We saw just such heroism played out by Australian nurses and doctors who went to Africa recently to save people from Ebola. We saw it, and -as a nation, as individuals – we prayed for our heroes and we applauded them.

Nothing new here: nurses and doctors work with AIDS, with multi-drug-resistant TB, with Lassa Fever. It is natural to the species to measure the need before the personal risk.

The second precedent is an unhappy one; during the twentieth century doctors working under dictatorships accepted orders, accepted payment, enjoyed promotion and protection, and participated in abuses ranging from imprisoning sane dissenters in psychiatric institutions, to ‘eugenic’ murder, to torture. And being bought, they shut up about it. If clinical ethics learned anything from these abuses it was the imperative to speak out.

In the light of history I see the duty of free citizens, clear and uncomplicated. It is to go to the camps, to do such good work as might be done, and to speak out.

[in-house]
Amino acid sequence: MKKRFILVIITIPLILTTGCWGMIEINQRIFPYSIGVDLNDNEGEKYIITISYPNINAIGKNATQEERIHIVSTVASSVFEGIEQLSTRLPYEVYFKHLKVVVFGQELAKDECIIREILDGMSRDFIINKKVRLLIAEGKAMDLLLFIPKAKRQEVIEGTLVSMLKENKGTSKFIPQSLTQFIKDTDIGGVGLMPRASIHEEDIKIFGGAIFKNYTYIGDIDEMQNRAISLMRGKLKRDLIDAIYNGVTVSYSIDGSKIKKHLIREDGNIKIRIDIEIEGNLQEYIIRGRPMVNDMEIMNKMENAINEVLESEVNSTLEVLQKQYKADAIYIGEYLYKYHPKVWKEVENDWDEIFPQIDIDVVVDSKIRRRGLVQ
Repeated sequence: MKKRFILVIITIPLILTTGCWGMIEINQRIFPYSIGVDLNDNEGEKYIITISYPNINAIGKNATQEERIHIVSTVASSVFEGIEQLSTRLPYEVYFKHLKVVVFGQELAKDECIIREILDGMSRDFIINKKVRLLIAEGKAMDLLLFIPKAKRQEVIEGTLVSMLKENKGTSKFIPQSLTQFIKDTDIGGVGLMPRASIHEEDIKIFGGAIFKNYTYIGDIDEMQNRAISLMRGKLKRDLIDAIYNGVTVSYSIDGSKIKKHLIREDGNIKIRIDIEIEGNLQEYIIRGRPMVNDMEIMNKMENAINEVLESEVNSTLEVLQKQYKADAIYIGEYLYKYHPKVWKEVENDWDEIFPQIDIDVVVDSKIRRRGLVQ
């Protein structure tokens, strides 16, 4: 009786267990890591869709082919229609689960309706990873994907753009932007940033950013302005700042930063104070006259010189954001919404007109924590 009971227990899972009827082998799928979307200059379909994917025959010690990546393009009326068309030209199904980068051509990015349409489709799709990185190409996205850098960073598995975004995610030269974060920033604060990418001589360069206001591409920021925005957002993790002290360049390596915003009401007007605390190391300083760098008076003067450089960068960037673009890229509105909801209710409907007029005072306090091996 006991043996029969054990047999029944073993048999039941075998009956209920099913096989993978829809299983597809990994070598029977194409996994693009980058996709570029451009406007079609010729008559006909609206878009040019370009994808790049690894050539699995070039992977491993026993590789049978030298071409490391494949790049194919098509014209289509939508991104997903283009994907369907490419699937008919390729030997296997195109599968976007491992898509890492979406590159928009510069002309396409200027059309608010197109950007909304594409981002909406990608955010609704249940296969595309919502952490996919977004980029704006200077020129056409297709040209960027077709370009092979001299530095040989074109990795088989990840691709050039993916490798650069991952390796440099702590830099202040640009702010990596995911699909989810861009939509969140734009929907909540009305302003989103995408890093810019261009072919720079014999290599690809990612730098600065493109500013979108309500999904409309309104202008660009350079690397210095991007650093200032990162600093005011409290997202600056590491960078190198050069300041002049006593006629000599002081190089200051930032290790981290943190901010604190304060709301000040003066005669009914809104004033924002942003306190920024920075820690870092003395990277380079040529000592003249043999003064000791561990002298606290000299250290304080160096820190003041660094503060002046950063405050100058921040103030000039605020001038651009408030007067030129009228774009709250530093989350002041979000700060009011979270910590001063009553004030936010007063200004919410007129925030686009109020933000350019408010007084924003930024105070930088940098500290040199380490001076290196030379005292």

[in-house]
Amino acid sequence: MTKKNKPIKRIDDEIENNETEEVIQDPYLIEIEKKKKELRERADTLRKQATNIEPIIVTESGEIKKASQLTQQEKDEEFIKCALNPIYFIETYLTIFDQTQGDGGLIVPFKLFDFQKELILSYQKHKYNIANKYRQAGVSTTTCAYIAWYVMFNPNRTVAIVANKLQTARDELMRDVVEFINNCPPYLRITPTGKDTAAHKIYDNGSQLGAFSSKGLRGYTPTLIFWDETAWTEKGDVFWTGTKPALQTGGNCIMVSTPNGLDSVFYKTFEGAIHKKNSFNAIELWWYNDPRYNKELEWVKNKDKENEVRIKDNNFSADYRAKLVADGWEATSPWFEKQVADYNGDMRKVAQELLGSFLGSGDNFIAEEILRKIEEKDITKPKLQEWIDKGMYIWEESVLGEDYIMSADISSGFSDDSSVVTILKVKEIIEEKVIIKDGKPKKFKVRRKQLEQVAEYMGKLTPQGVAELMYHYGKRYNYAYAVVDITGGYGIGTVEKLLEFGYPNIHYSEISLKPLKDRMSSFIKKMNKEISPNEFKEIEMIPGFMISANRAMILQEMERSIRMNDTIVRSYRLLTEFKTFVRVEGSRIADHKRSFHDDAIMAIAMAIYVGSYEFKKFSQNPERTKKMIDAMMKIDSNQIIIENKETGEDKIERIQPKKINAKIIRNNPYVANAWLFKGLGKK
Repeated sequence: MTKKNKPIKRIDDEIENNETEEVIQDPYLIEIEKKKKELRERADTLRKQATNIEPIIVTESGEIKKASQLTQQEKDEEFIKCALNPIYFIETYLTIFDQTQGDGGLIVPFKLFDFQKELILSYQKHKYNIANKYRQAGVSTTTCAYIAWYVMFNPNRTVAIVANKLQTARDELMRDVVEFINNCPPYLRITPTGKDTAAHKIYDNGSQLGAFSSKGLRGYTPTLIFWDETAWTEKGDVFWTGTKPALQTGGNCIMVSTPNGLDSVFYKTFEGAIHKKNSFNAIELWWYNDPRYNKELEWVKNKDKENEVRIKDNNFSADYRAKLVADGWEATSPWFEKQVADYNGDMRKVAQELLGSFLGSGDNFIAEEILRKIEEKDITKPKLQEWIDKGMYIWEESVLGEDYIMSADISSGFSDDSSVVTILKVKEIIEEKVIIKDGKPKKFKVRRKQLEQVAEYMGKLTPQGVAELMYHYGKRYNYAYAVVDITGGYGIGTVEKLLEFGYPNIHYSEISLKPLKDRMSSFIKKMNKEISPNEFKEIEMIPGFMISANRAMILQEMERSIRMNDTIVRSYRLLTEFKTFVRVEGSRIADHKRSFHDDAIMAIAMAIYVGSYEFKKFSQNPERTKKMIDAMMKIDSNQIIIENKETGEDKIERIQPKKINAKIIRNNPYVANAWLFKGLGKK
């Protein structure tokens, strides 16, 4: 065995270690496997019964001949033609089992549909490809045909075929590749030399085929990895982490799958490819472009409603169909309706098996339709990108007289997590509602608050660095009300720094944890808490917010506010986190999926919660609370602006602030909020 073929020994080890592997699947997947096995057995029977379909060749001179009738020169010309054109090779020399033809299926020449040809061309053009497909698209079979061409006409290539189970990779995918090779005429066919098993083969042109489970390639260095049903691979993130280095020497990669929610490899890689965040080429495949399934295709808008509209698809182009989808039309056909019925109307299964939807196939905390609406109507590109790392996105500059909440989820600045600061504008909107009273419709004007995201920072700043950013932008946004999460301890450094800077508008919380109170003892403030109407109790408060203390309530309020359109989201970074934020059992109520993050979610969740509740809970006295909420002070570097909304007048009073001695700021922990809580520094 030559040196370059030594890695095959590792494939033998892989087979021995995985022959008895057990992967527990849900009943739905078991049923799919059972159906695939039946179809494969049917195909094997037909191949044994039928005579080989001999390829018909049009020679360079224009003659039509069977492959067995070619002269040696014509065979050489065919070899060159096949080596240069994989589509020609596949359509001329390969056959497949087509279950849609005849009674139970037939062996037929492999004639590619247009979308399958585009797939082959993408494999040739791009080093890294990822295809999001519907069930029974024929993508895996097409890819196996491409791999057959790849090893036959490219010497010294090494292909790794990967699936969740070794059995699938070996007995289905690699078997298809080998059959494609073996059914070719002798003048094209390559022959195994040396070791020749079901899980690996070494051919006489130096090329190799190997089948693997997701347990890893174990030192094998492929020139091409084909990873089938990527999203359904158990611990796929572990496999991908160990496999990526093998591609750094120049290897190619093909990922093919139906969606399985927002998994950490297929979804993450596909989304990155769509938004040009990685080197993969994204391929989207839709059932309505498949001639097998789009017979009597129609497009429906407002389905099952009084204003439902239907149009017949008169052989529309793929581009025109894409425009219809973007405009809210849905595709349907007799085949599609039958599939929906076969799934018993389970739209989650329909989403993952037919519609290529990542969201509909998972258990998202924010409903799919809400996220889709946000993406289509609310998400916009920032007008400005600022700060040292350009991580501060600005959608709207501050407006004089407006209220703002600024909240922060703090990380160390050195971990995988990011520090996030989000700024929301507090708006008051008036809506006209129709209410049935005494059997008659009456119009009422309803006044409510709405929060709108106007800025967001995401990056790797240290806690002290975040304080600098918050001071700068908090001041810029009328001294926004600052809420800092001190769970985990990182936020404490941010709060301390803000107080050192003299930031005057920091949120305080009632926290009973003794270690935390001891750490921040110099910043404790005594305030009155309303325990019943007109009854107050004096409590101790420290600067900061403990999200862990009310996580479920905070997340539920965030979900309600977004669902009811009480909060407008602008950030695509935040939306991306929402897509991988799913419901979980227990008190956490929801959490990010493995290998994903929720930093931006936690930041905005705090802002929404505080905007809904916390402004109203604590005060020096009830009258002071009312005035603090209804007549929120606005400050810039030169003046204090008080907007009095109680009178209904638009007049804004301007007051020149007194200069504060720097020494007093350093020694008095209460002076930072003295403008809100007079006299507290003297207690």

I No Longer Know my Country

I Left Home a Few Days ago and When I Returned it wasn’t there

Australia is my home; it has been since adventurous forebears from England and France arrived in the 1840’s and 1850’s, and desperate forebears came in the 1890’s. Nowadays we might call these people economic migrants and queue jumpers.
I flew from my home country last Thursday and returned yesterday morning. I read the paper and I knew I was no longer at home. My home had gone. I might never get it back. What had changed?

Border Force to have up to 6000 armed officers

Border Force in Australia sbs.com.au

Border Force in Australia sbs.com.au

I read the headline. I didn’t understand it. This Border Force would be deployed not on the border but inside my home. Most of its officers would be armed, many already are ‘trained for use-of-force operations.’ I sat and I wondered: what ‘operations’ inside our borders do they contemplate? Against whom are they armed? Who is the enemy within?